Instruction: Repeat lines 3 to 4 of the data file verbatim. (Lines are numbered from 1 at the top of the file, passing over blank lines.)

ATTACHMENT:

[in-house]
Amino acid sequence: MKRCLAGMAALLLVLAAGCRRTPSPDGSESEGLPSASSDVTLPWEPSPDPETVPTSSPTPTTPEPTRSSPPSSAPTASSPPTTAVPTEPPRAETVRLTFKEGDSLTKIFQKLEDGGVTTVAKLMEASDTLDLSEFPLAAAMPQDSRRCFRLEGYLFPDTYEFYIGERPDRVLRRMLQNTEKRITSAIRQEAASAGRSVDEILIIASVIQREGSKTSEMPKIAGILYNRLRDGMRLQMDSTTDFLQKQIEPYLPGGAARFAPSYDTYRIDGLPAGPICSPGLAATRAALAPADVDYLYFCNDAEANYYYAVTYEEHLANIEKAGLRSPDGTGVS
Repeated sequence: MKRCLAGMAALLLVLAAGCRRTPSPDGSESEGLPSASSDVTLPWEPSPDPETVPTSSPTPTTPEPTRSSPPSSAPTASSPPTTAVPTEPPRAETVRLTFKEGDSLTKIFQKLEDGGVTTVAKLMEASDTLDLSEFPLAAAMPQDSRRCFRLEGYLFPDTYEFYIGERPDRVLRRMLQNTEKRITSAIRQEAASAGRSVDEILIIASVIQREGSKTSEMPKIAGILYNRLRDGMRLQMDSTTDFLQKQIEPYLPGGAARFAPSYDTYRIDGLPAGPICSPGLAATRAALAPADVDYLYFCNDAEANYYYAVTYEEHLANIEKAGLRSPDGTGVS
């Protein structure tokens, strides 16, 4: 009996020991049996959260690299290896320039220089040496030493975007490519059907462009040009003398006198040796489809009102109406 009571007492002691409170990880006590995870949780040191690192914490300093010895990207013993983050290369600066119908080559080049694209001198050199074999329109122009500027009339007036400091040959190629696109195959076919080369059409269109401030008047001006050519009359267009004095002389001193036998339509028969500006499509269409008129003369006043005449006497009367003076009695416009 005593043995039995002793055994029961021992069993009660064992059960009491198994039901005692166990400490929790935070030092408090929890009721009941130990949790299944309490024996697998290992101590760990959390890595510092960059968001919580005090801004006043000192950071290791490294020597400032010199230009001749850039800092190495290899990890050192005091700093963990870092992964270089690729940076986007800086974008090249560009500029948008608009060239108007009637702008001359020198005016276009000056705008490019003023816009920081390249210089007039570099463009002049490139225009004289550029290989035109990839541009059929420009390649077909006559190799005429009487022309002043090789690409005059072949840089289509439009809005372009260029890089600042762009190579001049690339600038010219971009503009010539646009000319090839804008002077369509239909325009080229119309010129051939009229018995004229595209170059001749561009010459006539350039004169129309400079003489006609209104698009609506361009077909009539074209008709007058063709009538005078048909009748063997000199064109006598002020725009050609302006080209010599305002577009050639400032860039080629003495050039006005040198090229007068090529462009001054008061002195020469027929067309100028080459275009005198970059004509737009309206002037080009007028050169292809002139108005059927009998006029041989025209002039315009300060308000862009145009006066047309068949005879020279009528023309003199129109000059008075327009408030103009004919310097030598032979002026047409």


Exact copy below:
Repeated sequence: MKRCLAGMAALLLVLAAGCRRTPSPDGSESEGLPSASSDVTLPWEPSPDPETVPTSSPTPTTPEPTRSSPPSSAPTASSPPTTAVPTEPPRAETVRLTFKEGDSLTKIFQKLEDGGVTTVAKLMEASDTLDLSEFPLAAAMPQDSRRCFRLEGYLFPDTYEFYIGERPDRVLRRMLQNTEKRITSAIRQEAASAGRSVDEILIIASVIQREGSKTSEMPKIAGILYNRLRDGMRLQMDSTTDFLQKQIEPYLPGGAARFAPSYDTYRIDGLPAGPICSPGLAATRAALAPADVDYLYFCNDAEANYYYAVTYEEHLANIEKAGLRSPDGTGVS
């Protein structure tokens, strides 16, 4: 009996020991049996959260690299290896320039220089040496030493975007490519059907462009040009003398006198040796489809009102109406 009571007492002691409170990880006590995870949780040191690192914490300093010895990207013993983050290369600066119908080559080049694209001198050199074999329109122009500027009339007036400091040959190629696109195959076919080369059409269109401030008047001006050519009359267009004095002389001193036998339509028969500006499509269409008129003369006043005449006497009367003076009695416009 005593043995039995002793055994029961021992069993009660064992059960009491198994039901005692166990400490929790935070030092408090929890009721009941130990949790299944309490024996697998290992101590760990959390890595510092960059968001919580005090801004006043000192950071290791490294020597400032010199230009001749850039800092190495290899990890050192005091700093963990870092992964270089690729940076986007800086974008090249560009500029948008608009060239108007009637702008001359020198005016276009000056705008490019003023816009920081390249210089007039570099463009002049490139225009004289550029290989035109990839541009059929420009390649077909006559190799005429009487022309002043090789690409005059072949840089289509439009809005372009260029890089600042762009190579001049690339600038010219971009503009010539646009000319090839804008002077369509239909325009080229119309010129051939009229018995004229595209170059001749561009010459006539350039004169129309400079003489006609209104698009609506361009077909009539074209008709007058063709009538005078048909009748063997000199064109006598002020725009050609302006080209010599305002577009050639400032860039080629003495050039006005040198090229007068090529462009001054008061002195020469027929067309100028080459275009005198970059004509737009309206002037080009007028050169292809002139108005059927009998006029041989025209002039315009300060308000862009145009006066047309068949005879020279009528023309003199129109000059008075327009408030103009004919310097030598032979002026047409």